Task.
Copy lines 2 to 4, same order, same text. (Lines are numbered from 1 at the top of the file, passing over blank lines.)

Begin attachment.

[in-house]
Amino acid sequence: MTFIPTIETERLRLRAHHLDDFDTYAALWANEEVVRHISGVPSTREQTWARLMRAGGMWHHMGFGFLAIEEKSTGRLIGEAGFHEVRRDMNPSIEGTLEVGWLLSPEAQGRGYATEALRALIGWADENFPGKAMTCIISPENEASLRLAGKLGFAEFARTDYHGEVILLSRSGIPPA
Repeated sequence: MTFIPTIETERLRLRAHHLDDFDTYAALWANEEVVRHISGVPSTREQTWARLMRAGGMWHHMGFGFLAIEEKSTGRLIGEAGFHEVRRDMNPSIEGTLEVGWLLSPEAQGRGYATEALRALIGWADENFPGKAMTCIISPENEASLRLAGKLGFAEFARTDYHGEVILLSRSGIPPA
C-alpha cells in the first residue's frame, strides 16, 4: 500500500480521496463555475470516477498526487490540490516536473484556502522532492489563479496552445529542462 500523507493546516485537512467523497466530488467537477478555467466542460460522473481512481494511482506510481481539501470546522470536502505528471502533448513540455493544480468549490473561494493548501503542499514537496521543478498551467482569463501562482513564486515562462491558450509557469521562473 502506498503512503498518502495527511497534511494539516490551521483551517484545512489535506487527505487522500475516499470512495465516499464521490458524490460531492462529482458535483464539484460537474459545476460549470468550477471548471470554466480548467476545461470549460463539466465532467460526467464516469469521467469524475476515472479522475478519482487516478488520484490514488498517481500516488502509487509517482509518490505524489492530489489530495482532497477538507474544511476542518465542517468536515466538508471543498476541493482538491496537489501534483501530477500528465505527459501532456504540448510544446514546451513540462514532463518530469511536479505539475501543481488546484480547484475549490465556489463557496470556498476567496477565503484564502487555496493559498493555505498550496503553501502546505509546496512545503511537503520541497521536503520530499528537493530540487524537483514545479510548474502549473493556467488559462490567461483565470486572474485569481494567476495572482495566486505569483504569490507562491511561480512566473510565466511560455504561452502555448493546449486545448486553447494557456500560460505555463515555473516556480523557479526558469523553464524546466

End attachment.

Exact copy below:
Amino acid sequence: MTFIPTIETERLRLRAHHLDDFDTYAALWANEEVVRHISGVPSTREQTWARLMRAGGMWHHMGFGFLAIEEKSTGRLIGEAGFHEVRRDMNPSIEGTLEVGWLLSPEAQGRGYATEALRALIGWADENFPGKAMTCIISPENEASLRLAGKLGFAEFARTDYHGEVILLSRSGIPPA
Repeated sequence: MTFIPTIETERLRLRAHHLDDFDTYAALWANEEVVRHISGVPSTREQTWARLMRAGGMWHHMGFGFLAIEEKSTGRLIGEAGFHEVRRDMNPSIEGTLEVGWLLSPEAQGRGYATEALRALIGWADENFPGKAMTCIISPENEASLRLAGKLGFAEFARTDYHGEVILLSRSGIPPA
C-alpha cells in the first residue's frame, strides 16, 4: 500500500480521496463555475470516477498526487490540490516536473484556502522532492489563479496552445529542462 500523507493546516485537512467523497466530488467537477478555467466542460460522473481512481494511482506510481481539501470546522470536502505528471502533448513540455493544480468549490473561494493548501503542499514537496521543478498551467482569463501562482513564486515562462491558450509557469521562473 502506498503512503498518502495527511497534511494539516490551521483551517484545512489535506487527505487522500475516499470512495465516499464521490458524490460531492462529482458535483464539484460537474459545476460549470468550477471548471470554466480548467476545461470549460463539466465532467460526467464516469469521467469524475476515472479522475478519482487516478488520484490514488498517481500516488502509487509517482509518490505524489492530489489530495482532497477538507474544511476542518465542517468536515466538508471543498476541493482538491496537489501534483501530477500528465505527459501532456504540448510544446514546451513540462514532463518530469511536479505539475501543481488546484480547484475549490465556489463557496470556498476567496477565503484564502487555496493559498493555505498550496503553501502546505509546496512545503511537503520541497521536503520530499528537493530540487524537483514545479510548474502549473493556467488559462490567461483565470486572474485569481494567476495572482495566486505569483504569490507562491511561480512566473510565466511560455504561452502555448493546449486545448486553447494557456500560460505555463515555473516556480523557479526558469523553464524546466